Terrorism Experiments

Journal of Peace Research, March 2011

32 Pages Posted: 6 Mar 2013

See all articles by Daniel G. Arce

Daniel G. Arce

University of Texas at Dallas - Department of Economics & Finance

Rachel T. A. Croson

Michigan State University

Catherine C. Eckel

Texas A&M University

Date Written: 2011

Abstract

Experimental research has a long-established tradition in psychology and sociology, and a more recent but important history as a useful methodology in economics. In this paper we discuss the strengths and weaknesses of experiments as a method for studying terrorism and other national security topics. For example, given the paucity of data on counterterror policy decisions by governments; as well as that for planning, targeting and selecting methods of attack by terrorist organizers, the experimental approach can substitute for this lack of field data. Experiments can also identify policy counterfactuals that might otherwise be unobservable. Hence, we begin by discussing several theoretical themes in the analysis of terrorism: interdependent security games such as airline screening; the dual nature of preemptive versus deterrent counterterror policies and the implications of this duality for policy coordination among targeted nations; the resurgence of interest in Colonel Blotto games when properly adjusted to reflect the asymmetric conflict between target governments and terrorist groups; and the relationship between terrorist activity and extreme punishments (or vendettas). The small but emerging literature using experiments to examine these issues is reviewed, paying particular attention to how experimental results can inform theory and policy. Finally, we propose new directions for researchers to explore.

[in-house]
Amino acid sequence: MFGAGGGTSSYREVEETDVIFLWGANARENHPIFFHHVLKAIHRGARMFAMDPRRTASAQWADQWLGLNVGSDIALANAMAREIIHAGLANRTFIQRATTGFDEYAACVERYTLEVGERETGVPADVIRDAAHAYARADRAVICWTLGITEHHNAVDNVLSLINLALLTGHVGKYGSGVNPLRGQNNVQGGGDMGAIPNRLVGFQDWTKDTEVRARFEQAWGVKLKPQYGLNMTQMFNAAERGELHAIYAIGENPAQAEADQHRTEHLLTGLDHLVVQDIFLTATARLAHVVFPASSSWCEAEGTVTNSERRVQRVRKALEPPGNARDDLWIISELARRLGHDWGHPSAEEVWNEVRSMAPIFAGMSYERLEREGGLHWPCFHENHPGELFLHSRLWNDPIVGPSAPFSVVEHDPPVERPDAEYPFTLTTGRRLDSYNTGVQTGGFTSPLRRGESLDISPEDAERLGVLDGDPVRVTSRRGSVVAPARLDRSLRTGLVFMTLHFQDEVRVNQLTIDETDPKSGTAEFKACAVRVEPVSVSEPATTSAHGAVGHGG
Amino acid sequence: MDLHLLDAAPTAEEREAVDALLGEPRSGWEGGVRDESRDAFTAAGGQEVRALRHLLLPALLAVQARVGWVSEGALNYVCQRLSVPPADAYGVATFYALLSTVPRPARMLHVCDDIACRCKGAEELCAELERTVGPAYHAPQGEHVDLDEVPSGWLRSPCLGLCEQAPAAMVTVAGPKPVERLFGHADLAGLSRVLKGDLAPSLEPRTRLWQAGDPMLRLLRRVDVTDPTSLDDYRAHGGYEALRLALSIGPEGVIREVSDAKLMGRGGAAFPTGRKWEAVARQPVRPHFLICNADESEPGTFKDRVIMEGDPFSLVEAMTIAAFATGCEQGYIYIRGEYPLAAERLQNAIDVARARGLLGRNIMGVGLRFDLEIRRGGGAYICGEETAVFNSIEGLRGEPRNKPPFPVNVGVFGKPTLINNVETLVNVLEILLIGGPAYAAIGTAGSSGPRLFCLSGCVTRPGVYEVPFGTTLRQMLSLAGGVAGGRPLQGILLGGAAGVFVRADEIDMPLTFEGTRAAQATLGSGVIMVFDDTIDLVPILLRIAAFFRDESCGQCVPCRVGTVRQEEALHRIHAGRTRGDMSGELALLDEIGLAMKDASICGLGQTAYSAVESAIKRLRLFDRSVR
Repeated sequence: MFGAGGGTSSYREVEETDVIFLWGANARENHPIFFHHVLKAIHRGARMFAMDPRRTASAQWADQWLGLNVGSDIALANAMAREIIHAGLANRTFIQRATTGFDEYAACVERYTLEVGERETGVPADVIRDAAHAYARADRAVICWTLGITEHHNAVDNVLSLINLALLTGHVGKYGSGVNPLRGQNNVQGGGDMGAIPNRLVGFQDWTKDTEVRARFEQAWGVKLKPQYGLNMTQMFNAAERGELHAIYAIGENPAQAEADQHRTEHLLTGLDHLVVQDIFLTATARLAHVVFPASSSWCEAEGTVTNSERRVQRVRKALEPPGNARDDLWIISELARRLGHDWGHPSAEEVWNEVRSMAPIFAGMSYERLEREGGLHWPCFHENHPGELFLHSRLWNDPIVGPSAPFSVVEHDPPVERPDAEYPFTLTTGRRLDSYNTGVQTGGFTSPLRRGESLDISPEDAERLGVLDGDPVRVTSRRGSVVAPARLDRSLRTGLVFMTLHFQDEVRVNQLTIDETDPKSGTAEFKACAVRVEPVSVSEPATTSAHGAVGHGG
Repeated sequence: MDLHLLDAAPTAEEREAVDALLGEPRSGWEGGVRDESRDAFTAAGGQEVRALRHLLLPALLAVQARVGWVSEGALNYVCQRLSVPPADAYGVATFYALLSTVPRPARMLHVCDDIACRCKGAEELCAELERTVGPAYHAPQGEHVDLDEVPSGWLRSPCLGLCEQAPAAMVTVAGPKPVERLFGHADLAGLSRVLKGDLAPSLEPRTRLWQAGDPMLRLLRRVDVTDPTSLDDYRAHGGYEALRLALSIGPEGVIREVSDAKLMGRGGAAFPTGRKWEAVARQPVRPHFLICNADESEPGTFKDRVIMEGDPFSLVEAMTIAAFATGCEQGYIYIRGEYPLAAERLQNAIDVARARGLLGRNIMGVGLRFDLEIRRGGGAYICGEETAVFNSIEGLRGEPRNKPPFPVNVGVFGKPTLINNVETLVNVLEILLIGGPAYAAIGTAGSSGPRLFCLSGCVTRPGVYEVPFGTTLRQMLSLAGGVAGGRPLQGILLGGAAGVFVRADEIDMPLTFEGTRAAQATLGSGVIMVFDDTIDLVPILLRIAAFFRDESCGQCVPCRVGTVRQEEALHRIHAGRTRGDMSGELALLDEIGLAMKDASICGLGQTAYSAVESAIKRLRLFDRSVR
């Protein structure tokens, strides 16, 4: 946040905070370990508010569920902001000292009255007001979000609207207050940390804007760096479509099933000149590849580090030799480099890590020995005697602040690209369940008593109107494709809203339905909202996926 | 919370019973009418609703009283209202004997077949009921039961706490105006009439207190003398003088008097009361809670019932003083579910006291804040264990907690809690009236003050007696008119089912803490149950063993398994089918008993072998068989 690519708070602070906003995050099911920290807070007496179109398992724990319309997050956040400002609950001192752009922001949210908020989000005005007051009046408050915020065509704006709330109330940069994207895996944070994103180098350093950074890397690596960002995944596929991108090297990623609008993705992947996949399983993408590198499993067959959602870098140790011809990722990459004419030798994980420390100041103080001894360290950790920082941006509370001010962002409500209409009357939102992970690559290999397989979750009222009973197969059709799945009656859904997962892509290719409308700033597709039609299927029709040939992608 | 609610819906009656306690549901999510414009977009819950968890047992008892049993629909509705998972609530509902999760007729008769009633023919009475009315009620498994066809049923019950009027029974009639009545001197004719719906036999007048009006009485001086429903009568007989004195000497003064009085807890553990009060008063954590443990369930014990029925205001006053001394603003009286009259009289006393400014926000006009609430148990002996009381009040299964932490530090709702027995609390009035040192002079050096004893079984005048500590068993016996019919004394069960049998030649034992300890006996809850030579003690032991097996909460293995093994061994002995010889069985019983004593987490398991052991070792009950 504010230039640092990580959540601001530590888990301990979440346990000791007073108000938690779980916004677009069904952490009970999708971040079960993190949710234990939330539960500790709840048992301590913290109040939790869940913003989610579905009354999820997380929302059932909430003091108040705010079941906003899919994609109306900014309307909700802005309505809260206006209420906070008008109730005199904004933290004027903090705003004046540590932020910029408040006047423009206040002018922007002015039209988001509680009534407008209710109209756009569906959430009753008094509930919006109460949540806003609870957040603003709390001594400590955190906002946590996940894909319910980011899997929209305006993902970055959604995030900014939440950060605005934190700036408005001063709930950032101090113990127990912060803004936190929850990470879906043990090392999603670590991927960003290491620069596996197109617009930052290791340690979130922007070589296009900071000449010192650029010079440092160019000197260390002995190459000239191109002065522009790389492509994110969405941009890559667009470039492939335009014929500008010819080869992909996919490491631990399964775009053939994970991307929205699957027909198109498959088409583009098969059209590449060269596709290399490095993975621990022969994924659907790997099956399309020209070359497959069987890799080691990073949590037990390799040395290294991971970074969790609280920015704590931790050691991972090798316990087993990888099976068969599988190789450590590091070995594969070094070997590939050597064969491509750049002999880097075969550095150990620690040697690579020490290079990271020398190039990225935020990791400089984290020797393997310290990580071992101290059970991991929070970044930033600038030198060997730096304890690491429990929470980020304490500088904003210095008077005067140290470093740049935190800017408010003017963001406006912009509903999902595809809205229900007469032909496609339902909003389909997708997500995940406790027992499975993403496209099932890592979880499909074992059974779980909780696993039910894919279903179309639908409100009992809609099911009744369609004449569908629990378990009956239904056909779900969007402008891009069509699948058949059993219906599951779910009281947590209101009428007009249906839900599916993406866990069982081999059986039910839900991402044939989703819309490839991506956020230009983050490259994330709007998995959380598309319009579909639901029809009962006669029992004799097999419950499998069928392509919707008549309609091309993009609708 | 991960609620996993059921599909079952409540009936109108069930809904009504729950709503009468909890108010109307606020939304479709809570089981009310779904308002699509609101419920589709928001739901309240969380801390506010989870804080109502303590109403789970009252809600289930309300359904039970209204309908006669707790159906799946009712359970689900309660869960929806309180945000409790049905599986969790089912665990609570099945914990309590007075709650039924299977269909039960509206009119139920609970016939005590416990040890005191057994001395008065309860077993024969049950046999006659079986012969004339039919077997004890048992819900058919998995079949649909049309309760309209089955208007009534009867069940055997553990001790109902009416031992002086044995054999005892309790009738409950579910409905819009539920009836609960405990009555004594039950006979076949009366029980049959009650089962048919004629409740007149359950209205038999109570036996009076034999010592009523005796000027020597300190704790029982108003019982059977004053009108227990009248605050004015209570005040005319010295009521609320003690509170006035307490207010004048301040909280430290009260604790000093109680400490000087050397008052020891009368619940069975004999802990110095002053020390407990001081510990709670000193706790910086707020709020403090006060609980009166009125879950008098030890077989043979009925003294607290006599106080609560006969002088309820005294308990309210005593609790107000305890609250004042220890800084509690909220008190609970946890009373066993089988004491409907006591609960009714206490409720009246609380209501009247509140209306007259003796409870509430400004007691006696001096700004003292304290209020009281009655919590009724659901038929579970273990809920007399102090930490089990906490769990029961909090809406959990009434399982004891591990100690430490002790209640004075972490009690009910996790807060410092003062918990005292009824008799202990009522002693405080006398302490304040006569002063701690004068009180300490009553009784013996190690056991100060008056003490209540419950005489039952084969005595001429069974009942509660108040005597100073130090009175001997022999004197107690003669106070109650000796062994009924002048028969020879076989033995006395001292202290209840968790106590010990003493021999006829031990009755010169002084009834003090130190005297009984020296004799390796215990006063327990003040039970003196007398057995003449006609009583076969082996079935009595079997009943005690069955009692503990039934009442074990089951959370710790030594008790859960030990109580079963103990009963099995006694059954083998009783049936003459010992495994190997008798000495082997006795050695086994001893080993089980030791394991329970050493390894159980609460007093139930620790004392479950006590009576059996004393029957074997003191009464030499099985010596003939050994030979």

Keywords: conflict experiments, counterterrorism game, interdependent security, terrorism experiments

Suggested Citation

Arce, Daniel G. and Croson, Rachel T. A. and Eckel, Catherine C., Terrorism Experiments (2011). Journal of Peace Research, March 2011. Available at SSRN: https://ssrn.com/abstract=2228971

Daniel G. Arce (Contact Author)

University of Texas at Dallas - Department of Economics & Finance ( email )

Richardson, TX 75083
United States

Rachel T. A. Croson

Michigan State University ( email )

East Lansing, MI 48824
United States

Catherine C. Eckel

Texas A&M University ( email )

5201 University Blvd.
College Station, TX 77843-4228
United States

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